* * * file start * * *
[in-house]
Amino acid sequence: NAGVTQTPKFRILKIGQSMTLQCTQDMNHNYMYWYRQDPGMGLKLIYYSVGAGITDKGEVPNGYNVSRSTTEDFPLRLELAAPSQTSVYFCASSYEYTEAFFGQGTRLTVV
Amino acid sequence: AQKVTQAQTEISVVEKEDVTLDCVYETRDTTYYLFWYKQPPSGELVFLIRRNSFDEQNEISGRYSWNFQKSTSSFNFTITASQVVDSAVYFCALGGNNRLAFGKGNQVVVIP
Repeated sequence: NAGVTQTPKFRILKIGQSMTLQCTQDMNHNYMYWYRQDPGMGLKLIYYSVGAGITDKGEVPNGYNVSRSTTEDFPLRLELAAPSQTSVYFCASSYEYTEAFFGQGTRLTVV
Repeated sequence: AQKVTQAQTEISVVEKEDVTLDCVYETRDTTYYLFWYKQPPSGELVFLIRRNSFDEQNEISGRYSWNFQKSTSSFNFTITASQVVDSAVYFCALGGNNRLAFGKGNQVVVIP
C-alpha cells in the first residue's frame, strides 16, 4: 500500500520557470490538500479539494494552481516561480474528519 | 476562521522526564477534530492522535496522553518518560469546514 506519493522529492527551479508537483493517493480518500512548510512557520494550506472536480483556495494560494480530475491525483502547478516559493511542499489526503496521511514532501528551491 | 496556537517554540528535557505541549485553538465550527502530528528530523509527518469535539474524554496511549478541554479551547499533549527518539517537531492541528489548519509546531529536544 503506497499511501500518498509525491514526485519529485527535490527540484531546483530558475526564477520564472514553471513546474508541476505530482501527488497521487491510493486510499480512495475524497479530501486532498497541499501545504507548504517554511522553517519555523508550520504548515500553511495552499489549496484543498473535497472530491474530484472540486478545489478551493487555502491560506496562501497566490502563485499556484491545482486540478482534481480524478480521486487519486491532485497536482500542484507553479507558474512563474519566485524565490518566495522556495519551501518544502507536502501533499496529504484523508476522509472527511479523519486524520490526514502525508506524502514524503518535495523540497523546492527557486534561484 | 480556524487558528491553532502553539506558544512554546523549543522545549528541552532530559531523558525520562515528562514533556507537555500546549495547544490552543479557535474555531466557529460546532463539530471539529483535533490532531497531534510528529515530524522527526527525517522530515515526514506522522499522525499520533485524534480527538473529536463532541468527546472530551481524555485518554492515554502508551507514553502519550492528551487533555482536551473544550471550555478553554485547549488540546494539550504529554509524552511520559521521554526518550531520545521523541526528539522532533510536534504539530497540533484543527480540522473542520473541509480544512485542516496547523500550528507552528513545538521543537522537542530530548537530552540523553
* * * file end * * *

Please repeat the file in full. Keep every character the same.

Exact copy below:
[in-house]
Amino acid sequence: NAGVTQTPKFRILKIGQSMTLQCTQDMNHNYMYWYRQDPGMGLKLIYYSVGAGITDKGEVPNGYNVSRSTTEDFPLRLELAAPSQTSVYFCASSYEYTEAFFGQGTRLTVV
Amino acid sequence: AQKVTQAQTEISVVEKEDVTLDCVYETRDTTYYLFWYKQPPSGELVFLIRRNSFDEQNEISGRYSWNFQKSTSSFNFTITASQVVDSAVYFCALGGNNRLAFGKGNQVVVIP
Repeated sequence: NAGVTQTPKFRILKIGQSMTLQCTQDMNHNYMYWYRQDPGMGLKLIYYSVGAGITDKGEVPNGYNVSRSTTEDFPLRLELAAPSQTSVYFCASSYEYTEAFFGQGTRLTVV
Repeated sequence: AQKVTQAQTEISVVEKEDVTLDCVYETRDTTYYLFWYKQPPSGELVFLIRRNSFDEQNEISGRYSWNFQKSTSSFNFTITASQVVDSAVYFCALGGNNRLAFGKGNQVVVIP
C-alpha cells in the first residue's frame, strides 16, 4: 500500500520557470490538500479539494494552481516561480474528519 | 476562521522526564477534530492522535496522553518518560469546514 506519493522529492527551479508537483493517493480518500512548510512557520494550506472536480483556495494560494480530475491525483502547478516559493511542499489526503496521511514532501528551491 | 496556537517554540528535557505541549485553538465550527502530528528530523509527518469535539474524554496511549478541554479551547499533549527518539517537531492541528489548519509546531529536544 503506497499511501500518498509525491514526485519529485527535490527540484531546483530558475526564477520564472514553471513546474508541476505530482501527488497521487491510493486510499480512495475524497479530501486532498497541499501545504507548504517554511522553517519555523508550520504548515500553511495552499489549496484543498473535497472530491474530484472540486478545489478551493487555502491560506496562501497566490502563485499556484491545482486540478482534481480524478480521486487519486491532485497536482500542484507553479507558474512563474519566485524565490518566495522556495519551501518544502507536502501533499496529504484523508476522509472527511479523519486524520490526514502525508506524502514524503518535495523540497523546492527557486534561484 | 480556524487558528491553532502553539506558544512554546523549543522545549528541552532530559531523558525520562515528562514533556507537555500546549495547544490552543479557535474555531466557529460546532463539530471539529483535533490532531497531534510528529515530524522527526527525517522530515515526514506522522499522525499520533485524534480527538473529536463532541468527546472530551481524555485518554492515554502508551507514553502519550492528551487533555482536551473544550471550555478553554485547549488540546494539550504529554509524552511520559521521554526518550531520545521523541526528539522532533510536534504539530497540533484543527480540522473542520473541509480544512485542516496547523500550528507552528513545538521543537522537542530530548537530552540523553